Both candidates support drilling in the National Petroleum Reserve on Alaska's Central North Slope – the 23 million acres set aside by President Harding in 1923 as an emergency oil supply for the U.S. Navy. And they both oppose drilling in Alaska's National Wildlife Refuge on the eastern end of the slope. (Governor Palin vows to "work on John" about ANWR, but I don't think she'll get very far with it – he's long been against this political hot potato.)
Surprisingly, Obama and McCain have both come out in support of clean coal technologies. This is something many environmentalists are strongly against and may be another issue where the candidates could reverse their position once elected. "Clean coal" has a lot of baggage – even within the utility industry, with its haphazard approach to exploring options such as Carbon Capture and Storage, Coal-to-Liquid conversion, and scrubbers for existing coal plants.
All three approaches are expensive, unproven propositions; environmentalists argue the money is better spent on renewables.
Then there is nuclear. McCain is calling for 45 new nuclear plants by 2030, with an ultimate goal of 100. Setting aside the unresolved questions about waste storage, which is an area in need of serious investment, in my opinion, this position is not without controversy. (McCain, by the way, supports the Yucca Mountain storage facility in Nevada; Obama opposes it.)
Energy analysts who have looked at McCain's goal think it wildly ambitious, given the costs to build such plants, permitting hurdles, opposition, and the time frame for construction. Obama is willing to consider nuclear as part of the mix, but wants to emphasize renewables.
Obama is equally ambitious when he claims "we can create 5 million new jobs, easily," if we subscribe to his proposed investment of $150B over ten years in clean energy and infrastructure. A worthy goal and one that is not without some research to back it up. But I'm not sure how this can be paid for, especially with recently high levels of government spending associated with the "Surge" and "Splurge" – the war in Iraq and the bailout.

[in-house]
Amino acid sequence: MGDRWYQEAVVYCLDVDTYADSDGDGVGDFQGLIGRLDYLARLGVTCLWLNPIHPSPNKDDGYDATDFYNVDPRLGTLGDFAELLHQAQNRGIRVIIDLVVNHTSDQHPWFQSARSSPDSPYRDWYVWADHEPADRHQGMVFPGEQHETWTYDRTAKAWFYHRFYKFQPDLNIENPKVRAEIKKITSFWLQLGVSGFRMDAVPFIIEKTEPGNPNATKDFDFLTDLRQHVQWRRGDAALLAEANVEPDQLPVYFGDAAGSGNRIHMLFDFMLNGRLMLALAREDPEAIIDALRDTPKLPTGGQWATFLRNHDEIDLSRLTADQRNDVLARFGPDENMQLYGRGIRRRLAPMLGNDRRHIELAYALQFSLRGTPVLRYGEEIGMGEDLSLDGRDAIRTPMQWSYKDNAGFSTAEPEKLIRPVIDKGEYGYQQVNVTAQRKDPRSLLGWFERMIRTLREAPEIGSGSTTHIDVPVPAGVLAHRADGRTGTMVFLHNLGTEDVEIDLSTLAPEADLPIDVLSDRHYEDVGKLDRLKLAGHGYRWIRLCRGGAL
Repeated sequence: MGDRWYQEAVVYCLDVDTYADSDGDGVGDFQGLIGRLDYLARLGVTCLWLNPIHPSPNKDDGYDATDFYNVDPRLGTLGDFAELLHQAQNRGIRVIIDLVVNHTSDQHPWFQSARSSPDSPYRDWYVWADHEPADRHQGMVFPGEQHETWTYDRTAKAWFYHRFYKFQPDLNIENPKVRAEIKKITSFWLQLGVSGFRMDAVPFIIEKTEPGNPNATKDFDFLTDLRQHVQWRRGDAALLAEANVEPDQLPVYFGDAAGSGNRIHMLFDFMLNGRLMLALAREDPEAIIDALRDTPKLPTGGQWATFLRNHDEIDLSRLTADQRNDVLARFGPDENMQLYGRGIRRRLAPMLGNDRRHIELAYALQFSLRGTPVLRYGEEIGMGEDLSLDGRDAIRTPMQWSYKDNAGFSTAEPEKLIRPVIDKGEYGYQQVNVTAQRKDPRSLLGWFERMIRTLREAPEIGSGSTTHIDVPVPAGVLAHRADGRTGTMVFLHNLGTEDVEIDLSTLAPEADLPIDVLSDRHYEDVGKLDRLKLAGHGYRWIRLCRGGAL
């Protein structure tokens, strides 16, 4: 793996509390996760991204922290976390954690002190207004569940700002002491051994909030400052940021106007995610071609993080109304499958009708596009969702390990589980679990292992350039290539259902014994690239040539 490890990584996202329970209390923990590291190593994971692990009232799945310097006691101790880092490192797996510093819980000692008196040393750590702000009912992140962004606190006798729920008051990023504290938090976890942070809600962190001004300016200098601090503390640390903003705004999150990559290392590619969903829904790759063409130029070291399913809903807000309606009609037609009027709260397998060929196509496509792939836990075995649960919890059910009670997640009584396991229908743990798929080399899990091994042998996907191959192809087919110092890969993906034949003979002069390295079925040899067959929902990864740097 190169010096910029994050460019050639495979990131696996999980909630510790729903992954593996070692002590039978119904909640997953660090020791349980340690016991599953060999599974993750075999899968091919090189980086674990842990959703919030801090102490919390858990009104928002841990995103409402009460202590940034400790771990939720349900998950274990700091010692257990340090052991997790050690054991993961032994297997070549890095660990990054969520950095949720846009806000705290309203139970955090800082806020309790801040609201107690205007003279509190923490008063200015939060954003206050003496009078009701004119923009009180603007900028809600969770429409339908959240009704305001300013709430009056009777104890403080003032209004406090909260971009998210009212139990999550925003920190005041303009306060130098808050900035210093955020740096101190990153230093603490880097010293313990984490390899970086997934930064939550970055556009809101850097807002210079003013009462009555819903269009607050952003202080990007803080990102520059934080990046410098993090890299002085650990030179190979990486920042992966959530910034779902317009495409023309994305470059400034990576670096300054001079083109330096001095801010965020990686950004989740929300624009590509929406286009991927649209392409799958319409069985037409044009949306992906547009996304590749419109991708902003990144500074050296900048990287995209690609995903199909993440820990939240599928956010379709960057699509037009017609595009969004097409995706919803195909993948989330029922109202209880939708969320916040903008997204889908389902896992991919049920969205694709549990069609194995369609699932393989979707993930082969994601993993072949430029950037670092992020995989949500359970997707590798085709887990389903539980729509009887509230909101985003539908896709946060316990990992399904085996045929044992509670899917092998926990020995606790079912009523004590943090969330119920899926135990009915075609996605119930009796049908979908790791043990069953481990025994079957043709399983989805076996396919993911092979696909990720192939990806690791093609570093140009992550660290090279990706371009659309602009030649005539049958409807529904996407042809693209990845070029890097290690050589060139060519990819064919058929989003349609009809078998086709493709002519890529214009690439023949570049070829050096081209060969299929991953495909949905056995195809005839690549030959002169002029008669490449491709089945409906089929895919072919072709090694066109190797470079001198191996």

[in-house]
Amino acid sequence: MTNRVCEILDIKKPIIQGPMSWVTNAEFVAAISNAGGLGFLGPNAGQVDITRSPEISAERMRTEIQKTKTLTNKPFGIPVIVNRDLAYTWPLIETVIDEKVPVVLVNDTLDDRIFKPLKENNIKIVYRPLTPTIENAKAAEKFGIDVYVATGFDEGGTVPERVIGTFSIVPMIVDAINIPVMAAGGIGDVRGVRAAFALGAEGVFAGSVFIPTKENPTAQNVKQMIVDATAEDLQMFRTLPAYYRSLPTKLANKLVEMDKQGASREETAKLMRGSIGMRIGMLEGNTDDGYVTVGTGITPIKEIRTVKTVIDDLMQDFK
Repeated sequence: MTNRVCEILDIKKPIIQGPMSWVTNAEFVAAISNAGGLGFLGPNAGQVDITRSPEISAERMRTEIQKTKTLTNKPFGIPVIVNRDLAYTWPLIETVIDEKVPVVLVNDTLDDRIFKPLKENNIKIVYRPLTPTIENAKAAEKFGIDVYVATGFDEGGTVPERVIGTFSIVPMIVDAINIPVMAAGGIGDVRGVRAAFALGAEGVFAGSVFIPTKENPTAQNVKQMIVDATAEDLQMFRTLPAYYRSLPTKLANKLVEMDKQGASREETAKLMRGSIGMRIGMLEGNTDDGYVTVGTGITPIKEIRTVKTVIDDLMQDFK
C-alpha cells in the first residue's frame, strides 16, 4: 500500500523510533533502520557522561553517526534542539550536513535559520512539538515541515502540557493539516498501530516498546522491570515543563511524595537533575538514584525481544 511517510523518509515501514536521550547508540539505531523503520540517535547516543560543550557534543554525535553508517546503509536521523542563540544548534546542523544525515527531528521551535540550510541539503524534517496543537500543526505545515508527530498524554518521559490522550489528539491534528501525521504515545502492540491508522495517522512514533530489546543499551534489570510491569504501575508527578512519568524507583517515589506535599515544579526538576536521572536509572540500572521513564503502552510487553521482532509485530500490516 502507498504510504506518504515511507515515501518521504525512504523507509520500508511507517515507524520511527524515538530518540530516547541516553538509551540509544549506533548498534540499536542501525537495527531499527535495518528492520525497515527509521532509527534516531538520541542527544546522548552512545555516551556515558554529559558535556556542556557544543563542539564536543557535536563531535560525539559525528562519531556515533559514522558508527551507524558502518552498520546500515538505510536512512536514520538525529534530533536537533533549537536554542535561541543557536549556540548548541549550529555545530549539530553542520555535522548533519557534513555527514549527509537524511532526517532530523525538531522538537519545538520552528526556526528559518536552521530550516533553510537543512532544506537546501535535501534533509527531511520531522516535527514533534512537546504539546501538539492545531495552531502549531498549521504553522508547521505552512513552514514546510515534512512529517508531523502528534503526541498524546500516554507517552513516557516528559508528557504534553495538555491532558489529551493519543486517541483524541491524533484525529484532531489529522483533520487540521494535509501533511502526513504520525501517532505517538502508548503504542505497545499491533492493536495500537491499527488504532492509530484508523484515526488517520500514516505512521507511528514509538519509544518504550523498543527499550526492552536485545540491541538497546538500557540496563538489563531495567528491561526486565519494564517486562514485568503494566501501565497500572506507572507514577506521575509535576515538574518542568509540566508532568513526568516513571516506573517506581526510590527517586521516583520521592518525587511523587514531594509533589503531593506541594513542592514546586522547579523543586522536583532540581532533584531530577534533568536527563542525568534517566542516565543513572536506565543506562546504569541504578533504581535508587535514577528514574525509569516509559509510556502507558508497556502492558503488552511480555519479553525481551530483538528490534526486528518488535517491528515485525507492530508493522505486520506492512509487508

One area that has been only tacitly addressed and could potentially have the largest impact on meeting greenhouse gas emissions targets and stimulating the economy is energy efficiency. Unfortunately, efficiency is about as sexy as Jimmy Carter's cardigan sweater, thus the candidates have not been talking about it on the Campaign Trail. Nevertheless Amory Lovins of the Rocky Mountain Institute and others have argued that efficiency is the fastest and cheapest way to reduce our energy consumption and greenhouse gas emissions.
Obama and McCain both want to set building efficiency goals. Obama proposes weatherizing 1 million low-income homes annually and McCain wants to start by "greening" the federal government, which has over 3.3 B square feet of offices.
Obama also wants to expand the federal grant program to help states and municipalities build more efficient schools, libraries and police stations that adopt the US Green Building Council's Leadership in Energy and Environmental Design (LEED) principles. He also wants to get rid of traditional incandescent lights by 2014, which should be a boon to CFL and LED producers.